Room behind the full backs
England’s full backs, Lucy Bronze and Alex Greenwood, both provided real danger pushing forward throughout the game. On the right flank in particular, Bronze’s link-up play with Nikita Parris was exceptional, and the latter fully deserved her player of the match award.
However, you can see why Phil Neville, who has praised Bronze as the best right-back in the world, has experimented with the 27-year-old in a more central midfield role – despite it clearly not being where she is most effective.
When Bronze bombs forward, it can leave gaps on the wing that stronger teams could punish. This is not a question of Bronze’s talent – she is obviously fit enough to shuttle up and down the pitch all day long – but whether the system can compensate to fill in against quick counter-attacks.
Struggling for goals?
Despite a lot of pressure, particularly in the first half, Claire Emslie’s 79th minute goal made the final period of the match a lot tighter than England would have hoped.
The first goal came from a penalty which, while the correct decision, is easy to imagine would have been missed pre-VAR. While they may have had two goals (again, correctly) ruled out for offside, with 14 shots over the 90 minutes there is still a sense that – like the men’s team in last year’s World Cup – the goals are not flowing from open play quite as easily as they should. This certainly was the case in last week’s warm-up friendly against New Zealand, and it could have caused the Lionesses problems here.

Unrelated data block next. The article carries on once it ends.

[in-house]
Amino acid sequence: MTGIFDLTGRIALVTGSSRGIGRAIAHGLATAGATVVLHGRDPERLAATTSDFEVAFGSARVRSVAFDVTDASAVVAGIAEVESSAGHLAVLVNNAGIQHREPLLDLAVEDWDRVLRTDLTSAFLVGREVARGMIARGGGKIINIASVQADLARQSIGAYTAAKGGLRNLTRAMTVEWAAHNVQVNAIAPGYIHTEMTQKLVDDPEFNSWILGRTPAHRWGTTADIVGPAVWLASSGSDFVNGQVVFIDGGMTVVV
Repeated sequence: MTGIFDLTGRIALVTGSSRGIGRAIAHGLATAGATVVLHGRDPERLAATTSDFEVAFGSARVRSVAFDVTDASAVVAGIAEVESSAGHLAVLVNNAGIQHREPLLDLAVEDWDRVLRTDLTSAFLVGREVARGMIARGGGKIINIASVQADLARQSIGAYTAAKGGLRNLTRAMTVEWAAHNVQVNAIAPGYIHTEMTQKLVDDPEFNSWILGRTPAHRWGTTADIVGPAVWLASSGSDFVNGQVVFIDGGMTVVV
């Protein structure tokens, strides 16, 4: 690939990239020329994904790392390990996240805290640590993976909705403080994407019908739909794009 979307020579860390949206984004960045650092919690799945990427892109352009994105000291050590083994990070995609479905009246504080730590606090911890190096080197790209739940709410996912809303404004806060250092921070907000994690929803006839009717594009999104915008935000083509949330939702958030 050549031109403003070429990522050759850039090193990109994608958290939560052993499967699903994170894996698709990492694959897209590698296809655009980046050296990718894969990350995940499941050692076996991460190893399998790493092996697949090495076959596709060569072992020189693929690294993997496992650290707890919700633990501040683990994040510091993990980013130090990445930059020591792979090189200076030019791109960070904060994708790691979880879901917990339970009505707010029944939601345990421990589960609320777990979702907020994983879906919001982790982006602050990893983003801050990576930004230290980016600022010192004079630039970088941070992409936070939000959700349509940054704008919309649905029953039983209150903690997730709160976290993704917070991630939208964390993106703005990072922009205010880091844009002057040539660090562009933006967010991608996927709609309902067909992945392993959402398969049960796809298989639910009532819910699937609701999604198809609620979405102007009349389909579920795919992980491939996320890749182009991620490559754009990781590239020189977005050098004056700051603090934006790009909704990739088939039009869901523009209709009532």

Kirby not at her best
Fran Kirby has had an intermittent season with injuries and, while she was far from absent in this game, she was nowhere near her best, and was eventually substituted for 20-year-old Georgia Stanway. Is she a certified starter for the next two group games?
Is this the first XI?
Neville has said that he has known his best XI that he planned to use against Scotland for some time, but a knock to Barcelona’s Toni Duggan meant she spent the whole of yesterday’s game on the bench; Beth Mead performed well on the right wing.
Judging by her training schedule, Duggan still seems to be working back to full fitness, but you would expect her to be back in the mix for Friday’s game against Argentina. Could she be an automatic starter?
Just 13,188 people were at the game in Nice, in a stadium with a 36,000 capacity. Generally speaking, this is not terrible for a Women’s World Cup group game, and is far above the average attendance for top flight women’s games in England. Bear in mind, too, that half of Scotland’s team only play semi-professionally.
But given FIFA’s trumpeting of “sold out” games, with warnings that tickets were only available for “some games” (read: the majority of matches), there were higher expectations.
With 6.1 million people watching the match on BBC One, it can’t simply be a reflection of interest: there’s also a sense that pretending the games are selling out might actually be deterring sales, not boosting them.
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